We discuss some notoriously hard combinatorial problems for large classes of graphs and hypergraphs arising in geometric, algebraic, and practical applications. These structures escape the “curse of dimensionality”: they can be embedded in a bounded-dimensional space, or they have small VC-dimension or a short algebraic description.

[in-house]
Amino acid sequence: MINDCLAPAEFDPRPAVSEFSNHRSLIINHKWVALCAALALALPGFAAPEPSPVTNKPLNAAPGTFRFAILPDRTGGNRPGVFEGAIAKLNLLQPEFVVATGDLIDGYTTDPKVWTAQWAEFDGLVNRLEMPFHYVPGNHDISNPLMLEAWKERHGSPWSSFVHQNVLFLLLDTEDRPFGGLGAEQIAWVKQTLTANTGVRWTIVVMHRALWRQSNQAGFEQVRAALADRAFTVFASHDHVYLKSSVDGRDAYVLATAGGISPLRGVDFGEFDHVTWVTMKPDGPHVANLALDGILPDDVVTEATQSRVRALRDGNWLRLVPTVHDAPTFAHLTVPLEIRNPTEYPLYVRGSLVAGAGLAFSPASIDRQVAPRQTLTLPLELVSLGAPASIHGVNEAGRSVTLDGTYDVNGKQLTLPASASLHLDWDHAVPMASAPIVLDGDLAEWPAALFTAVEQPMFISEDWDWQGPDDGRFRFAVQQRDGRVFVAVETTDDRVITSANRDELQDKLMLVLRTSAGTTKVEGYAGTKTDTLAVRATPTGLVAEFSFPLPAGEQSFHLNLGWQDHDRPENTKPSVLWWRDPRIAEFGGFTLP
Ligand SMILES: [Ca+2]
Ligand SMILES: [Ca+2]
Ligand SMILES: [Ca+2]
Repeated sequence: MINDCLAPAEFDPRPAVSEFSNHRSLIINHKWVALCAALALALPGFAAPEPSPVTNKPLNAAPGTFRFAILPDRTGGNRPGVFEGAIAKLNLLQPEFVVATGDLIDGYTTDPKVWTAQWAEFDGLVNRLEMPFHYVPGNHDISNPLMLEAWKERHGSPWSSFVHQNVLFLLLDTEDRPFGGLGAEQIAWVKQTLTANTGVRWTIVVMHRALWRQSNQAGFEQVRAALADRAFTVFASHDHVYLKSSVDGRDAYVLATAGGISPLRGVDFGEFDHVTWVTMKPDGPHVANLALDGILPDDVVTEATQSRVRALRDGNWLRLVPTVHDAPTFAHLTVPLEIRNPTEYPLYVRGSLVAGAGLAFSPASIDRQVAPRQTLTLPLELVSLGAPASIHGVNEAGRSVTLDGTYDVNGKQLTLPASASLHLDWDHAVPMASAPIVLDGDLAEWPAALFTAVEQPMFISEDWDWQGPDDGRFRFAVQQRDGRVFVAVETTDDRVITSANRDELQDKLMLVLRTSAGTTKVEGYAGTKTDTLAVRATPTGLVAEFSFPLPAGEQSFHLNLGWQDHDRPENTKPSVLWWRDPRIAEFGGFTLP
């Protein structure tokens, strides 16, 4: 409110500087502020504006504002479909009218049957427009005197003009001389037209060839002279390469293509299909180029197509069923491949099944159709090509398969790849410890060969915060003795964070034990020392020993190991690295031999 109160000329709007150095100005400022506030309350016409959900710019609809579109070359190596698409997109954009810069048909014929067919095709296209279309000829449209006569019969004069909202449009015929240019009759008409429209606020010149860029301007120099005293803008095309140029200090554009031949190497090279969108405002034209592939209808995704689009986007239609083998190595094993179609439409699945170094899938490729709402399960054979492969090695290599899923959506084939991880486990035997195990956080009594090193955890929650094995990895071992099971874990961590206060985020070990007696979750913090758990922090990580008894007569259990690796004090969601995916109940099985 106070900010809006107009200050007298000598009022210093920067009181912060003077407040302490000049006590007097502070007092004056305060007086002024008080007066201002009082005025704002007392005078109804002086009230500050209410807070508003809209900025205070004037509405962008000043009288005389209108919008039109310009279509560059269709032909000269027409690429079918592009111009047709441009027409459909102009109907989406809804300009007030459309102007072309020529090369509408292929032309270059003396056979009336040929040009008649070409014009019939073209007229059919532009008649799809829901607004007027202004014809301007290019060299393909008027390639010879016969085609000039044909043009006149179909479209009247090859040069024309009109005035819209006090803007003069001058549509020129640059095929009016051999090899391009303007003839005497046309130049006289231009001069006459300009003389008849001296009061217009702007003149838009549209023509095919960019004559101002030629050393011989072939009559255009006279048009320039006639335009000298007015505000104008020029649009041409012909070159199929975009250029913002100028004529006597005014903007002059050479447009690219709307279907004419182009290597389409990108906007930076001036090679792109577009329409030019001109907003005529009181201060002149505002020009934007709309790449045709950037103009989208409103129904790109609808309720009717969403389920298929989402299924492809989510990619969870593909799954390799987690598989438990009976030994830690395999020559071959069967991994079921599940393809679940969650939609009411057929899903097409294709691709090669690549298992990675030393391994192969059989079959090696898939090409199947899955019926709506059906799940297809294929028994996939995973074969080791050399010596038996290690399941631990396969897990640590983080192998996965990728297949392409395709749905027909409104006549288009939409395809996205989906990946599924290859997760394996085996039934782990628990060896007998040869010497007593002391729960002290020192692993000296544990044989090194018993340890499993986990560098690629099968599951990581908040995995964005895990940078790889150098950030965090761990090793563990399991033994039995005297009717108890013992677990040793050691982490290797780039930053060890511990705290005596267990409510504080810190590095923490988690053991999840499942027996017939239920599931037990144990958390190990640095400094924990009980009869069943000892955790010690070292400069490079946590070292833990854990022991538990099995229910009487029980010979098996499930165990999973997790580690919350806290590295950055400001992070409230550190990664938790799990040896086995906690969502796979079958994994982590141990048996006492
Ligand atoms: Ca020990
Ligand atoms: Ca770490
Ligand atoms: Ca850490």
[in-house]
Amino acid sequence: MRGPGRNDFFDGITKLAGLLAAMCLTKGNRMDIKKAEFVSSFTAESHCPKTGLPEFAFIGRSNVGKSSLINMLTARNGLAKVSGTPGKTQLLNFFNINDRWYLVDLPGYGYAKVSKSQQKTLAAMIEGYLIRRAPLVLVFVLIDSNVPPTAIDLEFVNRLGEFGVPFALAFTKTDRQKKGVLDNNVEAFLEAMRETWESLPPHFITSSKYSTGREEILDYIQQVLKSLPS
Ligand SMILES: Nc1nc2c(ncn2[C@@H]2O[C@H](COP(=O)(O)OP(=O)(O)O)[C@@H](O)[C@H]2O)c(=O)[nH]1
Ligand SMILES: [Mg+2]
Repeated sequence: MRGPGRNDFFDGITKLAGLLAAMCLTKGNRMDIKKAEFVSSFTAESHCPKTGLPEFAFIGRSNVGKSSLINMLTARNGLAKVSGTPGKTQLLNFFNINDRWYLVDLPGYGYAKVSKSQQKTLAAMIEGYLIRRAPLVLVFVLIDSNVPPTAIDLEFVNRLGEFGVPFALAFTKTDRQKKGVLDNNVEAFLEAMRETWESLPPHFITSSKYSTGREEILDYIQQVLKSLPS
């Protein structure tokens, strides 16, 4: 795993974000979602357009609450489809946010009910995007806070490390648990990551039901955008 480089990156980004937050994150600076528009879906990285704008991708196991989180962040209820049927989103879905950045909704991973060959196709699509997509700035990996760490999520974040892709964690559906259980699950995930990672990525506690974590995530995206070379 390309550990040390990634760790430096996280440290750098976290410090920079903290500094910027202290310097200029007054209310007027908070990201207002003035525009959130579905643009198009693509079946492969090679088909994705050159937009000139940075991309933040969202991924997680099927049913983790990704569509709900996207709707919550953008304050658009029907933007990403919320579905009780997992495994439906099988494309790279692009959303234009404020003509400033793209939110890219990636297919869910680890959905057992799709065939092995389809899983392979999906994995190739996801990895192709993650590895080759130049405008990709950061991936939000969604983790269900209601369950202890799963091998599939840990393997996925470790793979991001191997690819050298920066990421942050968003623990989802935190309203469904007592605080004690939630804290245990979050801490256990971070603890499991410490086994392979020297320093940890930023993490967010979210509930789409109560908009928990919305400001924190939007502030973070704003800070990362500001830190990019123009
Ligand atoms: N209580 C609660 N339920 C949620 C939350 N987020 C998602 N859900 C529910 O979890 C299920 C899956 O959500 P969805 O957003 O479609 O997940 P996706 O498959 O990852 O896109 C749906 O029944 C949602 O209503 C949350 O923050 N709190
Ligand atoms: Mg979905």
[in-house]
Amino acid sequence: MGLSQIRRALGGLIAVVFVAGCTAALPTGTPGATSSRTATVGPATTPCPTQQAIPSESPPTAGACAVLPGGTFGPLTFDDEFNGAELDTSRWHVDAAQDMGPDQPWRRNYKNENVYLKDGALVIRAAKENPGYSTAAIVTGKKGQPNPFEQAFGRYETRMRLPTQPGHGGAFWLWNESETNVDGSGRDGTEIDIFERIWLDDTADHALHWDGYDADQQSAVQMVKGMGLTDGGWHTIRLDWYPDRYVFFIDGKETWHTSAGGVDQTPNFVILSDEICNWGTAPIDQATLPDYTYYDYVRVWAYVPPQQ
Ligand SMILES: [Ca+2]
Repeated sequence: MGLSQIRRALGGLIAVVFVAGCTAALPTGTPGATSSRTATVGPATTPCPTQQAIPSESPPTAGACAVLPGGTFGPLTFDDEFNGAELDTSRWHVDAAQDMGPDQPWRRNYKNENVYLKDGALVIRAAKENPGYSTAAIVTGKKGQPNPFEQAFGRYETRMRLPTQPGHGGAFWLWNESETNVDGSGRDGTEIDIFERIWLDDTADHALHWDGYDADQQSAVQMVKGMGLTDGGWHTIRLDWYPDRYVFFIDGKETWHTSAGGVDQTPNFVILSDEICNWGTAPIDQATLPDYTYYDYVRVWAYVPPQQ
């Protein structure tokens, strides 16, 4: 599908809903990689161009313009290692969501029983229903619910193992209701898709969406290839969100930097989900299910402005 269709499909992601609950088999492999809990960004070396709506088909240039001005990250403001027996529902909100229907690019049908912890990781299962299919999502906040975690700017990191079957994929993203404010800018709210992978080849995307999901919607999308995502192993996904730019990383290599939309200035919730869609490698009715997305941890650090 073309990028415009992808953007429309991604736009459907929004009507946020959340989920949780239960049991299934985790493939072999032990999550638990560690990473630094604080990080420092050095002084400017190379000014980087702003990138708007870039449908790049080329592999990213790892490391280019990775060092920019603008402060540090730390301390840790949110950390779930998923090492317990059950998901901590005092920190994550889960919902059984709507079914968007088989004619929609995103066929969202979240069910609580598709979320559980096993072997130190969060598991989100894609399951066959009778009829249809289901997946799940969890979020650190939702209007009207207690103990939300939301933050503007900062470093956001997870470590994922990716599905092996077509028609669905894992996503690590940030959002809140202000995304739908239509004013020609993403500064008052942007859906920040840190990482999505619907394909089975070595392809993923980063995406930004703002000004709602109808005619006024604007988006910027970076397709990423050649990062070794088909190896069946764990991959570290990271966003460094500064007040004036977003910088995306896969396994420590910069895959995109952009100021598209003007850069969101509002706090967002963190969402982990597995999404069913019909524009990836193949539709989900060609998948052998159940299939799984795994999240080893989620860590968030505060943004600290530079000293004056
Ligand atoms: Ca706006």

What are the advantages of low dimensionality? (a) With the help of suitable topological and algebraic separator theorems, large families of geometric objects embedded in a fixed-dimensional space can be split into subfamilies of roughly the same size, and then the smaller families can be analyzed recursively. (b) Geometric objects in space can be compared by a number of naturally defined partial orders, so that one can utilize the theory of partially ordered sets. (c) Graphs and hypergraphs of bounded VC-dimension admit very small epsilon-nets and can be particularly well approximated by random sampling. (d) If the description complexity of a family of geometric objects is small, then the “combinatorial complexity” (number of various dimensional faces) of their arrangements is also small. This typically guarantees the existence of efficient algorithms to visualize, describe, control, and manipulate these arrangements..